Jules Vallès 1871
First published: Le Cri du Peuple March 5, 1871;
Source: Jules Vallès, le Cri du Peuple. Editeurs français réunis, Paris, 1953;
Translated: for marxists.org by Mitchell Abidor;
CopyLeft: Creative Commons (Attribute & ShareAlike) marxists.org 2004.
They think it’s been made.
What is a peace treaty signed on?
On a piece of parchment, a rag from the chancellery?
It’s signed and written on the people’s skin, nothing but their skin. And if by chance the people molt, the treaty rots.
You might well have signed the peace in Quinconces and dictated it to the Trianon.
Nothing that was decided on in Bordeaux or Versailles counts. Ransoms promised, the tearing of flesh settled upon, none of this means anything if the ransom isn’t paid or if the cut up flesh is put back together. No one can force the Alsace to become attached to Prussia or France’s money to run to Berlin.
They will perhaps succeed in sewing the shreds back together or making the arms of the workers sweat till they bleed. But all of this only lasts the time that lasts the delirium of a drunk and the drunkenness of a nurse.
By this you mean the silence of the cannons. I don’t know if this silence won’t some day be troubled by the storm of insurrection. But even if we admit that we won’t be see terrifying fantasy of the eruption of a volcano, it is still a peace that limps, a sick peace, an infirm peace.
They have silenced our rifles, wet our powder, covered the points of our bayonets; there still rest 300,000, sharp and new.
I accept that everything has been thrown in a heap, along with honor, into the abyss where lie, mutilated and frozen, the sacrificial victims of Champigny and Buzenval, and that not a single weapon remains in the hands of those who have a taste for the barrel of a rifle.
Is this silence peace? This agony, is it death?
Whose peace, what peace? Between the Alsatian street sweepers and the Parisian maids? Between the wine sellers and the beer sellers? Between the singers of “P’tits agneaux” and the singers of “La-i-tou?”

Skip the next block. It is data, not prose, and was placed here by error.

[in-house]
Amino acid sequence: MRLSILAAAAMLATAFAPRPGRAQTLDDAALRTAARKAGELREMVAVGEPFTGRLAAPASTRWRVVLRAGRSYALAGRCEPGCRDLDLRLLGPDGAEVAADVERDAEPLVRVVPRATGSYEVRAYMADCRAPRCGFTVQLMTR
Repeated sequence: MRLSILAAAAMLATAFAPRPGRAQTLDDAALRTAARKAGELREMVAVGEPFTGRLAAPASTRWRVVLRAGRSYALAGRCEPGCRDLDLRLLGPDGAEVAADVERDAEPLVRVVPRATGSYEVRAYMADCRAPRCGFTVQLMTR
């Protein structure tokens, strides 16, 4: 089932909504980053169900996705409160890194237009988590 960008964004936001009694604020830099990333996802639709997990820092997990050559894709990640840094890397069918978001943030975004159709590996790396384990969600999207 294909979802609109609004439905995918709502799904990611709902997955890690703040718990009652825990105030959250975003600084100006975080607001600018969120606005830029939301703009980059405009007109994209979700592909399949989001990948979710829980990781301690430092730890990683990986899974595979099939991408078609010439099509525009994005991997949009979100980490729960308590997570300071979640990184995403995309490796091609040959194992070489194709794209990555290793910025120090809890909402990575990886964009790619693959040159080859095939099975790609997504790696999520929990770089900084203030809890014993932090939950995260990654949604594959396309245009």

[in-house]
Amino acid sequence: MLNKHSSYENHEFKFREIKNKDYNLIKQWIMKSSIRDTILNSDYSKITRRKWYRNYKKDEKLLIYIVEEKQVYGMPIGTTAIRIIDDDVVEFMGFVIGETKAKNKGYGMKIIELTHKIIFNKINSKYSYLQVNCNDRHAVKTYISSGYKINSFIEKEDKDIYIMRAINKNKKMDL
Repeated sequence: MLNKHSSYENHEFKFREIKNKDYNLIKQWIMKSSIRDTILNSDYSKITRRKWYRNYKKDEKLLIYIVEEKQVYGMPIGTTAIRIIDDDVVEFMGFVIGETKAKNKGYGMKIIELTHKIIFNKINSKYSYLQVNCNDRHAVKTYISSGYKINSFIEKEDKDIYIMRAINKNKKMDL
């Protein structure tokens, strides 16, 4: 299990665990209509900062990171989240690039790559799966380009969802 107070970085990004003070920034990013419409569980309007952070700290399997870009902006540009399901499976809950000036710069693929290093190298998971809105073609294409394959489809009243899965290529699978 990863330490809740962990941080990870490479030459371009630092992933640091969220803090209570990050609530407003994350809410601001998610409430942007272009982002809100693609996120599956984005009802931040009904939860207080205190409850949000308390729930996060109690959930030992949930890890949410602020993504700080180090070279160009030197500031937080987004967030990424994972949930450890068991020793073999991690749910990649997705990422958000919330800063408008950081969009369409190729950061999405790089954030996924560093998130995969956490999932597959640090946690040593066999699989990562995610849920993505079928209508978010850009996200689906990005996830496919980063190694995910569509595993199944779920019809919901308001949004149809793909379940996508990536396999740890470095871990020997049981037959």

But they don’t hate each other, these people, proof of this being that from la Villette to the faubourg Antoine they spend time together, they drink together, and they marry each other. Many uhlans have weighed sugar in Montmartre and sold coupons at the Café Grétry.
All war does is dress in carnival costumes warriors of twenty or thirty who wear a blue or a white jacket. For six months or a year they exercise the profession of heroes. At the end of this time peace is signed to the benefit of the one or the other. A laurel wreath or funeral crepe is hung from the end of the rifle.
There is a victor and a vanquished, but the eternal antagonism of idleness and effort, of poverty and wealth, of parasitism and work, of capital and labor remain upright and threatening, mightier than triumph and above defeat.
Have you extinguished the hatred of the exploited for the exploiter, of the proletarian for the boss, the tenant for the landlord, the farmer for the lord?
They smolder everywhere, beneath the ashes of a burned-down Paris and beneath the bonfires of victorious Berlin. And the socialists laugh in your faces, victors of Berlin, traitors of Paris.
You will kill them, but when the poor have no more blood, the rich have no more gold.
Don’t you see: it is we vanquished who are declaring war!
In the 13th arrondissement there are already artillery men, à la Westermann, who have brought pieces to the Place Jeanne-d'Arc and the Place d'Italie in front of town hall.
The 18th arrondissement has elected a defense committee and posted sentinels at the barricades.
There are balls and bullets in the cartridge pouches and the caissons.
And there was fighting at Creusot.
Don’t you hear the tocsin sound?
1. A square in Bourdeaux
2. Sites of two bloody failures in the Franco Prussian war
3. Republican general who crushed the rebellions in the Vendée
4. Since September 4 the city of Creusot had been administered by socialistt. On February 26 the red flag was hung from City Hall, and a month later a Commune was briefly in power.